Swappiness (was Re: W7 vs Ubuntu (Was: replacement for VLC: I dont want Qt)

Knapp magick.crow at gmail.com
Tue Jan 20 21:55:10 UTC 2009

On Tue, Jan 20, 2009 at 7:54 PM, Smoot Carl-Mitchell <smoot at tic.com> wrote:
> On Tue, 2009-01-20 at 13:29 -0400, Derek Broughton wrote:
>> Knapp wrote:
>> So I promptly used your (and the FAQ's) suggestion of setting swappiness to
>> 10 and noticed an immediate improvement.  The system is still not as
>> responsive as I'd like, but at least the disk isn't almost permanently busy,
>> as it was.  I still need to get more memory, but I can at least get some
>> work done, now.
> Check out this link:
> http://kerneltrap.org/node/3000
> Interesting philosophical debate about swapiness.  I run my notebook
> with the default swappiness of 60.  A machine with a limited amount of
> memory and a workload which does not include a lot of big applications
> will probably benefit from reducing the swapiness of the system.  Please
> note that if you switch back and forth from one big application to
> another big application, then reducing swapiness too much may be counter
> productive. I think the optimal figure is a function of your specific
> workload and if reducing it helped your specific situation then I am
> glad the swapiness knob was made available.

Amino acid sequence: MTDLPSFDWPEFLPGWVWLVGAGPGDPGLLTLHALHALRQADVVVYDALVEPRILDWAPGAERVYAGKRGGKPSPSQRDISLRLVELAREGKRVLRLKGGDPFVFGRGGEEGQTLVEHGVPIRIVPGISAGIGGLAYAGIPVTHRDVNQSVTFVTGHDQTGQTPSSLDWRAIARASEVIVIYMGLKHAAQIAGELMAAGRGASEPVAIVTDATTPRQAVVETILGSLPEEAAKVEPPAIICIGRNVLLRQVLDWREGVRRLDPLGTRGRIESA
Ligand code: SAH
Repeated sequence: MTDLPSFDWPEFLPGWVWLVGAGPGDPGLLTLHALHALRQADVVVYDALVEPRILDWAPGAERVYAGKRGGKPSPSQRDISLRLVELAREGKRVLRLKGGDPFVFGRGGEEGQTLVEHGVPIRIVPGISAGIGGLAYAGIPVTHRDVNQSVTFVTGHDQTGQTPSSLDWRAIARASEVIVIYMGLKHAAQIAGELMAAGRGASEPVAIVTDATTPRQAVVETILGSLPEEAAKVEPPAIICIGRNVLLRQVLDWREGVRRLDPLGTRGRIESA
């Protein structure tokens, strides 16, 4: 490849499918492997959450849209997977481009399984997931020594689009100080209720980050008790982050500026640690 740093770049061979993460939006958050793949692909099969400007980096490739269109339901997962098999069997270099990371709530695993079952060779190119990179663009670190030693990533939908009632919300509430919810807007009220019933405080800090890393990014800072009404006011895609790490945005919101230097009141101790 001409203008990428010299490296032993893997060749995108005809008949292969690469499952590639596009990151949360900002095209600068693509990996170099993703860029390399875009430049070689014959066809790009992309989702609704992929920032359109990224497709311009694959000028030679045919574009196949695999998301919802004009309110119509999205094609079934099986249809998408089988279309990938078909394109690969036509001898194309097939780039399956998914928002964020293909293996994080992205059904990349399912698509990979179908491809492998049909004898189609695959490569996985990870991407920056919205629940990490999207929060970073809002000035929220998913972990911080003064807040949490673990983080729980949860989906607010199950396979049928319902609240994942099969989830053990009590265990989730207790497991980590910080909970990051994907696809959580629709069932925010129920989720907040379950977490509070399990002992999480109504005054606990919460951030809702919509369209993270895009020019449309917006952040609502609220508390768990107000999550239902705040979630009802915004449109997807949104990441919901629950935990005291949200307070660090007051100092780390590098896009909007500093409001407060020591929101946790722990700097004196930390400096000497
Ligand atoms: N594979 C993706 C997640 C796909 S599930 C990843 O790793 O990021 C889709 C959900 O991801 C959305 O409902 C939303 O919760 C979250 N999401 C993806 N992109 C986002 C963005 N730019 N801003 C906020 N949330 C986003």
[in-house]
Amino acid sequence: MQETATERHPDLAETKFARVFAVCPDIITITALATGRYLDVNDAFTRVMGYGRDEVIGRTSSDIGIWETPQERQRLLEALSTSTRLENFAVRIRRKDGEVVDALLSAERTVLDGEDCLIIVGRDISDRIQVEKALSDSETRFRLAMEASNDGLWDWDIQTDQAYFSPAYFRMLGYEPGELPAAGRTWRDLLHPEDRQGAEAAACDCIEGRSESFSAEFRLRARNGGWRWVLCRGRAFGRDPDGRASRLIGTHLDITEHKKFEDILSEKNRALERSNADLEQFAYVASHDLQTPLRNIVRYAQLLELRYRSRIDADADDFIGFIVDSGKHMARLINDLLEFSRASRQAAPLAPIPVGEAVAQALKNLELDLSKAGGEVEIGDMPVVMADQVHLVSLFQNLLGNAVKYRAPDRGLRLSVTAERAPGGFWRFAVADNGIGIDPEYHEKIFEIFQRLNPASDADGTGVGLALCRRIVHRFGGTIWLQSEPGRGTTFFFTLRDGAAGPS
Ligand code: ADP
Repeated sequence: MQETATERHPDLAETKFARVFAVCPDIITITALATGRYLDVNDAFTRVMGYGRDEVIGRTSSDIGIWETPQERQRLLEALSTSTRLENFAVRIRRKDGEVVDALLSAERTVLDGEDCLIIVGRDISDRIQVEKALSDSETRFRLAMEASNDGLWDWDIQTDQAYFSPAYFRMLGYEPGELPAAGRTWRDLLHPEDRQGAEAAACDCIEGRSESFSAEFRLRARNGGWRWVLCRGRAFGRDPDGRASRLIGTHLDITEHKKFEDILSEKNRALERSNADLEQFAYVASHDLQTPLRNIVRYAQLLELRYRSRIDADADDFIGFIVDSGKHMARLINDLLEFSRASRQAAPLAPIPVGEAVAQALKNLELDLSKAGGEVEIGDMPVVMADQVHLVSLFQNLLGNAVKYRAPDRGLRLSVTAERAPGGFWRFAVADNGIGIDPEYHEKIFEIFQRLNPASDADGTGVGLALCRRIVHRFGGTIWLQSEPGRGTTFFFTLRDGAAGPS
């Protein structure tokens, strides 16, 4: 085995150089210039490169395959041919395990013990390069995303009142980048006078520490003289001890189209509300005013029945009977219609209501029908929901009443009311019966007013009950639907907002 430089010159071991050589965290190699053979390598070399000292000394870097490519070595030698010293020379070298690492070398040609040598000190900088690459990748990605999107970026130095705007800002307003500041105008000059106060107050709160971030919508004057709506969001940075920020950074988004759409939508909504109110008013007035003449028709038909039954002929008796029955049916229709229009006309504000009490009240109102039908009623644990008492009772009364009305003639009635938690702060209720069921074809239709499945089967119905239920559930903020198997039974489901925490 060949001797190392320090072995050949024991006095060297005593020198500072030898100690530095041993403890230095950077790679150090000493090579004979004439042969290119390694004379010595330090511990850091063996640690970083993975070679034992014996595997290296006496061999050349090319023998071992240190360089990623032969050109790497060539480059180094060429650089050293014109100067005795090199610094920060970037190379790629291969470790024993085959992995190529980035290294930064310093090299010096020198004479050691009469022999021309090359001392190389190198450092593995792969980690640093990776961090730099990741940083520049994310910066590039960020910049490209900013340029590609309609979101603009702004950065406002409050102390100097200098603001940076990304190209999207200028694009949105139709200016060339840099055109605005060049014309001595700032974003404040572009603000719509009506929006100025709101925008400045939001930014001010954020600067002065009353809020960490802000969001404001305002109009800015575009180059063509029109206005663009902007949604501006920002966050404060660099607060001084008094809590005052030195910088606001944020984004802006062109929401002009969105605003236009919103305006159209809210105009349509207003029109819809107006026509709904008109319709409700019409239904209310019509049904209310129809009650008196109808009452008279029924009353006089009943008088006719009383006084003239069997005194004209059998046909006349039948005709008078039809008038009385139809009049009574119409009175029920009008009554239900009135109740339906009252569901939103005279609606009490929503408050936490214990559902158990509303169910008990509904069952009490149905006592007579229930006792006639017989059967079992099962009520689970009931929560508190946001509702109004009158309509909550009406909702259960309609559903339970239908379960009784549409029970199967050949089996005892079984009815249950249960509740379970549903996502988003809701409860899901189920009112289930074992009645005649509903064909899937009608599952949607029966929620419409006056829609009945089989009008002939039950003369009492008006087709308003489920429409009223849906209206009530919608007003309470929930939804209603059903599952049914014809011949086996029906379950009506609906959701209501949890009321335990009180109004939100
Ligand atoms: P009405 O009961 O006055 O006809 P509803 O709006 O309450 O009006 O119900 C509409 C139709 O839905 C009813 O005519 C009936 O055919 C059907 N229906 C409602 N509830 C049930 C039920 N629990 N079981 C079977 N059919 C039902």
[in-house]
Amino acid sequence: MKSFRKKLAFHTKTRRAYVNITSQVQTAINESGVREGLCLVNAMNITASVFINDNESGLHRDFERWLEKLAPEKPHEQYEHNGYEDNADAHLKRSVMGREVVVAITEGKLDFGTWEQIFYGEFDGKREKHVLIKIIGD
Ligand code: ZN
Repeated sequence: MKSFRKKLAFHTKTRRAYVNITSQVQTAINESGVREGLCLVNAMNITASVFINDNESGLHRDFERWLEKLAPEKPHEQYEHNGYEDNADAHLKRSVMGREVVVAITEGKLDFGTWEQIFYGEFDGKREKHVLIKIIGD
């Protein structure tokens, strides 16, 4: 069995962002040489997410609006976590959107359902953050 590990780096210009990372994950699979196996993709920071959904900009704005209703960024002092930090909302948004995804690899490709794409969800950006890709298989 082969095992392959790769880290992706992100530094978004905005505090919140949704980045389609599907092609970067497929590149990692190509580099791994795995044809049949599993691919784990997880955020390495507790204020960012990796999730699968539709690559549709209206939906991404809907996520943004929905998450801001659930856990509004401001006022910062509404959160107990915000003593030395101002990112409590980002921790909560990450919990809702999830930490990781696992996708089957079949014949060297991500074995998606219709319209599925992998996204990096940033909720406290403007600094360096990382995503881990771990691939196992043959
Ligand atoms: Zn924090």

> --
> Smoot Carl-Mitchell

I have 2gb of ram but click from one desktop to the other was always
slow as it would get swapped out, same with programs. Once I set the S
to 10 all the BS stopped and things are much snappier now. Sometimes I
wonder if I should try 1 or 0!

Another trick for low memory machines is to reduce the number of
windows and also CLIs that you have. Normal CLI is 7!! The only reason
I can see for having more that 2 is because you have a lot of CLI gui
programs open like top and MC and all those. The most CLIs I have ever
used was 3 (Not talking about ones opened under your GUI though). If
you are mostly using a desktop then you might even get away with just
1 being open. Also look for thinks running that you don't need. A
great big hog is Amarok. You can use the CLI program instead with just
a bit of work and save a lot of memory and CPU power. I am sure there
are other things you might do too.

Douglas E Knapp

Amazon Gift Cards; let them choose!!

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